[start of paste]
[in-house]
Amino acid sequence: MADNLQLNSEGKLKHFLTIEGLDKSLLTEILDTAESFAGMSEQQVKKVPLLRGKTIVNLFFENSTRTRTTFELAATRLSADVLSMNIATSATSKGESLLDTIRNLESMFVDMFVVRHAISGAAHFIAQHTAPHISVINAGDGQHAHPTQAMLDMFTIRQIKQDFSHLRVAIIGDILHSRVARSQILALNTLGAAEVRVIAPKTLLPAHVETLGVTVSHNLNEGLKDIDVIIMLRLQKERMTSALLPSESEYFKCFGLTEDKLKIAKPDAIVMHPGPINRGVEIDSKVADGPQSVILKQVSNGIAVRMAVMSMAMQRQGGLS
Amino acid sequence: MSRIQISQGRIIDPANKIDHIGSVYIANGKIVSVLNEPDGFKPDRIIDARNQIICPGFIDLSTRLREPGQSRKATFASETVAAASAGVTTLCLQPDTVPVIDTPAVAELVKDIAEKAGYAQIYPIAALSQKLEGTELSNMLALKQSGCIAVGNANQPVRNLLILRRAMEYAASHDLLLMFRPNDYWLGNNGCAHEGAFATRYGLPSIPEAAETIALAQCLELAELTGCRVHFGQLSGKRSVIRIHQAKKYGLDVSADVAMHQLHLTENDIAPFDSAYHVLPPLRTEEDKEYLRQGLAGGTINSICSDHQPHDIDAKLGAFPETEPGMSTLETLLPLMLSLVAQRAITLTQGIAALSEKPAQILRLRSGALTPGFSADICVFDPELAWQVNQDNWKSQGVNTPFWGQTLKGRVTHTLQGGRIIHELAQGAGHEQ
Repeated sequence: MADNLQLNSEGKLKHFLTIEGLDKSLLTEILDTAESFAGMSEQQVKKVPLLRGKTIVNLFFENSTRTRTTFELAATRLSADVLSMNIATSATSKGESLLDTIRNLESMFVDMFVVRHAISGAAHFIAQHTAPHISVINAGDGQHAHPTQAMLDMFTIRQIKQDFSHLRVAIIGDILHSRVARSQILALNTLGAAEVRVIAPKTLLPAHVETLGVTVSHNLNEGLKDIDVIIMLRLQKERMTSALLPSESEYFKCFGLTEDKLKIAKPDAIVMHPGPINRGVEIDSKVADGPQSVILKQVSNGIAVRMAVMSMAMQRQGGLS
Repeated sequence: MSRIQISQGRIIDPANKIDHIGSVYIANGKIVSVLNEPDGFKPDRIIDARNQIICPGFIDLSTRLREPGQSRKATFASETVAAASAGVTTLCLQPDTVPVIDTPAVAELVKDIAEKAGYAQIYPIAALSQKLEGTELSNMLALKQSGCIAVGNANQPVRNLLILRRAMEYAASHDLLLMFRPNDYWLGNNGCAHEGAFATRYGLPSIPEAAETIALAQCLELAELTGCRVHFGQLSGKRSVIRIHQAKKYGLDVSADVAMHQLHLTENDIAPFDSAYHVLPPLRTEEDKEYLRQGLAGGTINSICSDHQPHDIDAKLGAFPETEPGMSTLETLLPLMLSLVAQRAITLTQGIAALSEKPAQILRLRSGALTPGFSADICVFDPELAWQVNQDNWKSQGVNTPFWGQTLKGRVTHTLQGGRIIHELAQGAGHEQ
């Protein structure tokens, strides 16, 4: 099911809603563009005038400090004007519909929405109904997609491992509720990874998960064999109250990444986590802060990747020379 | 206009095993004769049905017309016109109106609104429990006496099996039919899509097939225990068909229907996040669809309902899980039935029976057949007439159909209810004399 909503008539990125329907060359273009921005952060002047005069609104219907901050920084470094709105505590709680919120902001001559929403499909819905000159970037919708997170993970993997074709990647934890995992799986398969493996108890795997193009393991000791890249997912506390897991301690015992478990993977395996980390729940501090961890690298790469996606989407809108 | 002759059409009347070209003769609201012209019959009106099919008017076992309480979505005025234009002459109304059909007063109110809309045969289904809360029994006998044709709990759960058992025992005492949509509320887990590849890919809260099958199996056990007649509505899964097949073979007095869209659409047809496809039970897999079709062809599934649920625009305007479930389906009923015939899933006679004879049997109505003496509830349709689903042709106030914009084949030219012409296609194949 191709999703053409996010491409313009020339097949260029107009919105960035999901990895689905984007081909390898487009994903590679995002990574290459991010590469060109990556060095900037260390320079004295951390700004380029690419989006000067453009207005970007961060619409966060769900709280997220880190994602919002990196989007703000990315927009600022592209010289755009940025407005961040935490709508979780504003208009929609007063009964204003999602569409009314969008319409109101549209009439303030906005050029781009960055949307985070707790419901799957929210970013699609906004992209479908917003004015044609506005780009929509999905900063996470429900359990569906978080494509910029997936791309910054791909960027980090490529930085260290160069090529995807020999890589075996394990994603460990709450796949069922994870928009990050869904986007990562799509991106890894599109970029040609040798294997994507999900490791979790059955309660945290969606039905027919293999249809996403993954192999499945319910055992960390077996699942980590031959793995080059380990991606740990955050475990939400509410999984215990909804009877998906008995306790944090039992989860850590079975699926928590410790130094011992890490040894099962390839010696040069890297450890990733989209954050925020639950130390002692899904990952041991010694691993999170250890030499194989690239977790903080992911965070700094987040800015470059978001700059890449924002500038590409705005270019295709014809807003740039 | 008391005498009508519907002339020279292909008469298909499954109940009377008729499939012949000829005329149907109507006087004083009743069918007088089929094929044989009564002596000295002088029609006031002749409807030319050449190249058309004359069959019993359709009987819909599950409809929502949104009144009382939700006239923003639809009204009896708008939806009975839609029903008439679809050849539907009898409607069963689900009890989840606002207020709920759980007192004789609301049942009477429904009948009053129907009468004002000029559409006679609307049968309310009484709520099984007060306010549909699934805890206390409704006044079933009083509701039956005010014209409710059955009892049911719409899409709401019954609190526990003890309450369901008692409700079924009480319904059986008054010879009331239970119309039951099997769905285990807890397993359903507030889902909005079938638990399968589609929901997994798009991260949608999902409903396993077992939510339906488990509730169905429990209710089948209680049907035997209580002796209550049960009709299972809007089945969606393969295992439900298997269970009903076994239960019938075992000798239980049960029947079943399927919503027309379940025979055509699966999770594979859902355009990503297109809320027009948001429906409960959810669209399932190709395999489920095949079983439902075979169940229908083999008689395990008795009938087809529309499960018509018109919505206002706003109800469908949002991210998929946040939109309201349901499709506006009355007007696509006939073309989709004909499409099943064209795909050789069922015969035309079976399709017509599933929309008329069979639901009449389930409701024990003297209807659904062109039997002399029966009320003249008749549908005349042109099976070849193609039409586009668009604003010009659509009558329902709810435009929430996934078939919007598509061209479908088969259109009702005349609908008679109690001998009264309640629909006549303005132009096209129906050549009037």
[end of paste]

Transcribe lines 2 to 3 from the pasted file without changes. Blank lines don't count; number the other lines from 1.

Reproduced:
Amino acid sequence: MADNLQLNSEGKLKHFLTIEGLDKSLLTEILDTAESFAGMSEQQVKKVPLLRGKTIVNLFFENSTRTRTTFELAATRLSADVLSMNIATSATSKGESLLDTIRNLESMFVDMFVVRHAISGAAHFIAQHTAPHISVINAGDGQHAHPTQAMLDMFTIRQIKQDFSHLRVAIIGDILHSRVARSQILALNTLGAAEVRVIAPKTLLPAHVETLGVTVSHNLNEGLKDIDVIIMLRLQKERMTSALLPSESEYFKCFGLTEDKLKIAKPDAIVMHPGPINRGVEIDSKVADGPQSVILKQVSNGIAVRMAVMSMAMQRQGGLS
Amino acid sequence: MSRIQISQGRIIDPANKIDHIGSVYIANGKIVSVLNEPDGFKPDRIIDARNQIICPGFIDLSTRLREPGQSRKATFASETVAAASAGVTTLCLQPDTVPVIDTPAVAELVKDIAEKAGYAQIYPIAALSQKLEGTELSNMLALKQSGCIAVGNANQPVRNLLILRRAMEYAASHDLLLMFRPNDYWLGNNGCAHEGAFATRYGLPSIPEAAETIALAQCLELAELTGCRVHFGQLSGKRSVIRIHQAKKYGLDVSADVAMHQLHLTENDIAPFDSAYHVLPPLRTEEDKEYLRQGLAGGTINSICSDHQPHDIDAKLGAFPETEPGMSTLETLLPLMLSLVAQRAITLTQGIAALSEKPAQILRLRSGALTPGFSADICVFDPELAWQVNQDNWKSQGVNTPFWGQTLKGRVTHTLQGGRIIHELAQGAGHEQ